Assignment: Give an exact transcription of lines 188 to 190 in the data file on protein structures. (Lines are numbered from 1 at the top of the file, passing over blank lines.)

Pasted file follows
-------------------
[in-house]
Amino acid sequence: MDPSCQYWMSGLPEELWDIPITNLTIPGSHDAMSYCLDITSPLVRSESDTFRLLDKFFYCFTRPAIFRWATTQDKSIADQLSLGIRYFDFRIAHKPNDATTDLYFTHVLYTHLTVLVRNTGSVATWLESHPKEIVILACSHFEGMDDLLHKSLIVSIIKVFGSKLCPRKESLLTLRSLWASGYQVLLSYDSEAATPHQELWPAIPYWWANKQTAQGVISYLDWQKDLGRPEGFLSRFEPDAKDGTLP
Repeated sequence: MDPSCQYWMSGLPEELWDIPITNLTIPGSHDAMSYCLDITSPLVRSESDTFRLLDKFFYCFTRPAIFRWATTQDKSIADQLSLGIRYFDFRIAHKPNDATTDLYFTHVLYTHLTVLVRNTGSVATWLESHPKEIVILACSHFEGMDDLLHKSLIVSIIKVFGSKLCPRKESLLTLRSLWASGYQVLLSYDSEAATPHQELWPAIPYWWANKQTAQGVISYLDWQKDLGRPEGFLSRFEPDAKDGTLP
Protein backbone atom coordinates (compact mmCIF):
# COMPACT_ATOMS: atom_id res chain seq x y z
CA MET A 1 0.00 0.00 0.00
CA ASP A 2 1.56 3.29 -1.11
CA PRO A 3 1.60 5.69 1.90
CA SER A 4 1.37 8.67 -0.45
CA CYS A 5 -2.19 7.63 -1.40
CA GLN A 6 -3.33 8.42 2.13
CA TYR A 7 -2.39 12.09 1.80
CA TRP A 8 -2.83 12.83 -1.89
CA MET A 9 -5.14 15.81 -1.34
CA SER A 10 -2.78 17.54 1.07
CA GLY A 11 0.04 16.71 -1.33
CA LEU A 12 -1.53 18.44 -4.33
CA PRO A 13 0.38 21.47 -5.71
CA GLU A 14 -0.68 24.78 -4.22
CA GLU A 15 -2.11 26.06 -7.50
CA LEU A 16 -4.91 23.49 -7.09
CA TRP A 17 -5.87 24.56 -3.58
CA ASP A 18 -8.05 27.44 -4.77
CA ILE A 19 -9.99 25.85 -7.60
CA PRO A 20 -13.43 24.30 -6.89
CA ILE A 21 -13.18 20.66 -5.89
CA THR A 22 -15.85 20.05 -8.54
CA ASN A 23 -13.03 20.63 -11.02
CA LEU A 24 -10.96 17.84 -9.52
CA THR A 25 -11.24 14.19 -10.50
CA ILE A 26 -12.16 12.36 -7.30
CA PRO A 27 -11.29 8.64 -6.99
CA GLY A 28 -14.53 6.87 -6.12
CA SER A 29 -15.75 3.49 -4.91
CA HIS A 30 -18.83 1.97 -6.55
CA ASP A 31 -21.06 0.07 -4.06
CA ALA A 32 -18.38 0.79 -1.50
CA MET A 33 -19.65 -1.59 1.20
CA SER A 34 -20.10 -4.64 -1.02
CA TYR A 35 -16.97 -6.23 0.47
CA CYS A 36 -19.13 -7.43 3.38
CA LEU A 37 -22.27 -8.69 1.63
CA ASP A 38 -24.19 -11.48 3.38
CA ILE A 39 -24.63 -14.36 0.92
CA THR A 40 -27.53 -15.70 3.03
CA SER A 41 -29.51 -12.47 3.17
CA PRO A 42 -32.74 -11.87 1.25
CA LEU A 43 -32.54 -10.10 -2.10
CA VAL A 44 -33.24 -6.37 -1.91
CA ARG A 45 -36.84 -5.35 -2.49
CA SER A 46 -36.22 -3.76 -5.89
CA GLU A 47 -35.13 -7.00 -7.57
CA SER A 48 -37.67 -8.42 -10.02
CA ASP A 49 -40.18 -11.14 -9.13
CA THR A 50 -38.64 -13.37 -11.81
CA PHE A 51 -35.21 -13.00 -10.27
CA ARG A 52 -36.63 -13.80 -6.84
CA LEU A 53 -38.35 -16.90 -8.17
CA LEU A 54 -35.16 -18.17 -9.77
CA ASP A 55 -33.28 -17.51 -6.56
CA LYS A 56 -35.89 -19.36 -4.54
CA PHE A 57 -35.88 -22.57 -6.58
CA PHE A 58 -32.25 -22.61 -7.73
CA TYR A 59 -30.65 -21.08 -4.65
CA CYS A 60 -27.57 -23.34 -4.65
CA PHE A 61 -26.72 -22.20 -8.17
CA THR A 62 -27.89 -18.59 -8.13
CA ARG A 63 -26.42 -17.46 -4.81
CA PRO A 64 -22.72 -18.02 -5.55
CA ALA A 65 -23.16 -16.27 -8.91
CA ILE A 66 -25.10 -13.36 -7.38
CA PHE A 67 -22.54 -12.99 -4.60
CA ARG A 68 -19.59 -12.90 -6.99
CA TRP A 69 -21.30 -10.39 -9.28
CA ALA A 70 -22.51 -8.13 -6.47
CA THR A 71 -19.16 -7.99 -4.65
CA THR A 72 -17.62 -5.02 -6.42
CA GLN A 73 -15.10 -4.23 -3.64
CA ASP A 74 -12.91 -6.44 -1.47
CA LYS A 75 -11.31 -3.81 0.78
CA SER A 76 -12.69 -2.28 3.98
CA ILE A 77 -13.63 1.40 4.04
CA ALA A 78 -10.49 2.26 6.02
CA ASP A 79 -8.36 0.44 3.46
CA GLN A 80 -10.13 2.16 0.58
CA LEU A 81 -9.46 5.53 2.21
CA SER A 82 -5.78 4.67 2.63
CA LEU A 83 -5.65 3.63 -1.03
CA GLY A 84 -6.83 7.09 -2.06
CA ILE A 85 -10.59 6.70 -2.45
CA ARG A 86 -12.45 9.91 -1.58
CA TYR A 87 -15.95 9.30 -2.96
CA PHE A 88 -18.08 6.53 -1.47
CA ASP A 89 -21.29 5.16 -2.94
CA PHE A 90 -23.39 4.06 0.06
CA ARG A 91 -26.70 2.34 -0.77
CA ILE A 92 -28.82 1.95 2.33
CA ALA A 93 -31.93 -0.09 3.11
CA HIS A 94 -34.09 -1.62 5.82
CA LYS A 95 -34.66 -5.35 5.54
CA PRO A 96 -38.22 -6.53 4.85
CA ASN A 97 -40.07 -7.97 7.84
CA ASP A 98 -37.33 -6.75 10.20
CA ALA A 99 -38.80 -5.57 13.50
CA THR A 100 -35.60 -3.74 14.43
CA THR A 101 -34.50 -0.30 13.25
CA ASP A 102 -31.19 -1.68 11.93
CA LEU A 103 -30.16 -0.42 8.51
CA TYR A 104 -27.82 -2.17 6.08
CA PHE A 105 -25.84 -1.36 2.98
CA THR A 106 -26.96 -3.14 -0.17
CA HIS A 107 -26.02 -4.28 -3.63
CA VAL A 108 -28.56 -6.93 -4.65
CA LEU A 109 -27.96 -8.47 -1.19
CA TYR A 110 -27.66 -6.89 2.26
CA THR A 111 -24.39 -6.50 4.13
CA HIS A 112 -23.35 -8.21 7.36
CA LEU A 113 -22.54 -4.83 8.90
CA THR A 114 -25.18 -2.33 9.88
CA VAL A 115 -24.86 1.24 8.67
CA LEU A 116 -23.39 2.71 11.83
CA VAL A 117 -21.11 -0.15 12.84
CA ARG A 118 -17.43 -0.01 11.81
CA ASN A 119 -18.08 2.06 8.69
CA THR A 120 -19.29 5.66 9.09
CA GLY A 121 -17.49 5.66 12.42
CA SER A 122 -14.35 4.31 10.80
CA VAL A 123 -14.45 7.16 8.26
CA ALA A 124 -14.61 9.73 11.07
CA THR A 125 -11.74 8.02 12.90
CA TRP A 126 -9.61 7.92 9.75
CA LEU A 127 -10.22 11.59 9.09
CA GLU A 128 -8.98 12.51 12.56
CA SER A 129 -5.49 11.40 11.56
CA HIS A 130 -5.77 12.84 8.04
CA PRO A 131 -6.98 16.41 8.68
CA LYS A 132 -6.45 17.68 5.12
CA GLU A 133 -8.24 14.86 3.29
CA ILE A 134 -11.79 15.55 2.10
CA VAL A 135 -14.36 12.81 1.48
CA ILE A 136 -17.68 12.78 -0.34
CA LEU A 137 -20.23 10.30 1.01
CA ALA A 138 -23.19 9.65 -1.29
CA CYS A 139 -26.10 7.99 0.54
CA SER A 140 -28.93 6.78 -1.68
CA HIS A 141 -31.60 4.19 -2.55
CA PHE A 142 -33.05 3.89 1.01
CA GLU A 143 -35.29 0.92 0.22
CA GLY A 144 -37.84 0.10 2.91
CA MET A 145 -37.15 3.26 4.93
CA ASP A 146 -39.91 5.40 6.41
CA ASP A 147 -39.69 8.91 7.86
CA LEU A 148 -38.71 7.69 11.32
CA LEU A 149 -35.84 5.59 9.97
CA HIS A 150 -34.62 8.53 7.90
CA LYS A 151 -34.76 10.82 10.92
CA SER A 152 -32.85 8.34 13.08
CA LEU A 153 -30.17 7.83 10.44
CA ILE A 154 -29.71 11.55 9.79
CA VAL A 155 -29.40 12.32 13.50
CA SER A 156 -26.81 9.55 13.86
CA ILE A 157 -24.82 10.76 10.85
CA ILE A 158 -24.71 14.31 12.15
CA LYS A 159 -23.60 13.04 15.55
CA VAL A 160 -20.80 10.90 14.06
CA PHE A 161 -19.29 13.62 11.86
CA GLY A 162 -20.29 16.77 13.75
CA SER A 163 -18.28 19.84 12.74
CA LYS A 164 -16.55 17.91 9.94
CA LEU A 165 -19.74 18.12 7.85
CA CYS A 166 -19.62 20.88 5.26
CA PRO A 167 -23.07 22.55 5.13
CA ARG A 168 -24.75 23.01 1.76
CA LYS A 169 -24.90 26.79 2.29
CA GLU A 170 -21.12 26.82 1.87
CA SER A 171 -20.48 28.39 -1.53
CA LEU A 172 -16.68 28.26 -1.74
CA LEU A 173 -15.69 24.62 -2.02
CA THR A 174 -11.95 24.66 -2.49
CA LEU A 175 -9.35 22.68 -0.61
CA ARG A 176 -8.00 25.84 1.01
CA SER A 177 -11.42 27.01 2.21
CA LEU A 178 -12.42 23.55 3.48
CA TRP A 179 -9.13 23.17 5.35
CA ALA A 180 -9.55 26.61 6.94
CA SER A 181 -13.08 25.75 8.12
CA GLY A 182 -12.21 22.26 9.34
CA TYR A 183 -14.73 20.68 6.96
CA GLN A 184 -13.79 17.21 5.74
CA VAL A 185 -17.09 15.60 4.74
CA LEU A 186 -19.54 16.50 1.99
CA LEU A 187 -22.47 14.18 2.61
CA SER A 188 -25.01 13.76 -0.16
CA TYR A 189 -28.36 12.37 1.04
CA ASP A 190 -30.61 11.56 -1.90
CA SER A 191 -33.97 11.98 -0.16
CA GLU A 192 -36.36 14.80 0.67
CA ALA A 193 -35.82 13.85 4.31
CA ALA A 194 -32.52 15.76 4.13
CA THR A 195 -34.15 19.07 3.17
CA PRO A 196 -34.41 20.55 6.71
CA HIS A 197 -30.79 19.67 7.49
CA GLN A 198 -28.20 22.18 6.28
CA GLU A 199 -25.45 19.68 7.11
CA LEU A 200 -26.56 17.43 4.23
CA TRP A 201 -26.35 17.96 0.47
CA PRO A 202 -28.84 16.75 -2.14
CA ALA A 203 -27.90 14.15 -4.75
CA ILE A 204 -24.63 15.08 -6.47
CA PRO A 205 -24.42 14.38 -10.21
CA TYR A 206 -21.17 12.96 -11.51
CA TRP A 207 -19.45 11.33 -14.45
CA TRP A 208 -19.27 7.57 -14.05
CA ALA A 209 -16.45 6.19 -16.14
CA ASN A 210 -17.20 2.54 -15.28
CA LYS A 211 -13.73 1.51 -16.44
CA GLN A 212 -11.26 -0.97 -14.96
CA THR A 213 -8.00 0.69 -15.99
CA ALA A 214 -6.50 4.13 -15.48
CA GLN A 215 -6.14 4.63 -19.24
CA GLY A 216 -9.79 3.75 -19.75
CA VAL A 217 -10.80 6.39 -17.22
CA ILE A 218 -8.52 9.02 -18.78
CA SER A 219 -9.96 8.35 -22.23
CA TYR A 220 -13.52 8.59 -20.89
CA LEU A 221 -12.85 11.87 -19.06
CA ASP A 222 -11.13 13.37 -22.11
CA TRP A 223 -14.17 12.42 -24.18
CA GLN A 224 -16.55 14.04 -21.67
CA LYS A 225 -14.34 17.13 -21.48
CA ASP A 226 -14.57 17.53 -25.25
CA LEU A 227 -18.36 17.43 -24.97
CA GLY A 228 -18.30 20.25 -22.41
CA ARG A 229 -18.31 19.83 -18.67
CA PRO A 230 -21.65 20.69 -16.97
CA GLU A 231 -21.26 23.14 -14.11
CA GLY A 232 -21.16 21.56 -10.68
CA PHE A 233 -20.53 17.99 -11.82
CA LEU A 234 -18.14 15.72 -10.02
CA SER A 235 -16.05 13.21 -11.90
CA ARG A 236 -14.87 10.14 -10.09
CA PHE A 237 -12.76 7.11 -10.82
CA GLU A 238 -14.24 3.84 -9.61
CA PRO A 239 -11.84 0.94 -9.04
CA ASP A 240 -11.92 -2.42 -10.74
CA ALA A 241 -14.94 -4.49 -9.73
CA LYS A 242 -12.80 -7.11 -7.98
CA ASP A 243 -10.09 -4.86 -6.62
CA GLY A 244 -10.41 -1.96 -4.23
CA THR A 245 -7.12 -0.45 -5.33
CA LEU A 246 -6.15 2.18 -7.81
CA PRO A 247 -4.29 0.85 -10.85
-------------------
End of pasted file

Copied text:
CA TYR A 183 -14.73 20.68 6.96
CA GLN A 184 -13.79 17.21 5.74
CA VAL A 185 -17.09 15.60 4.74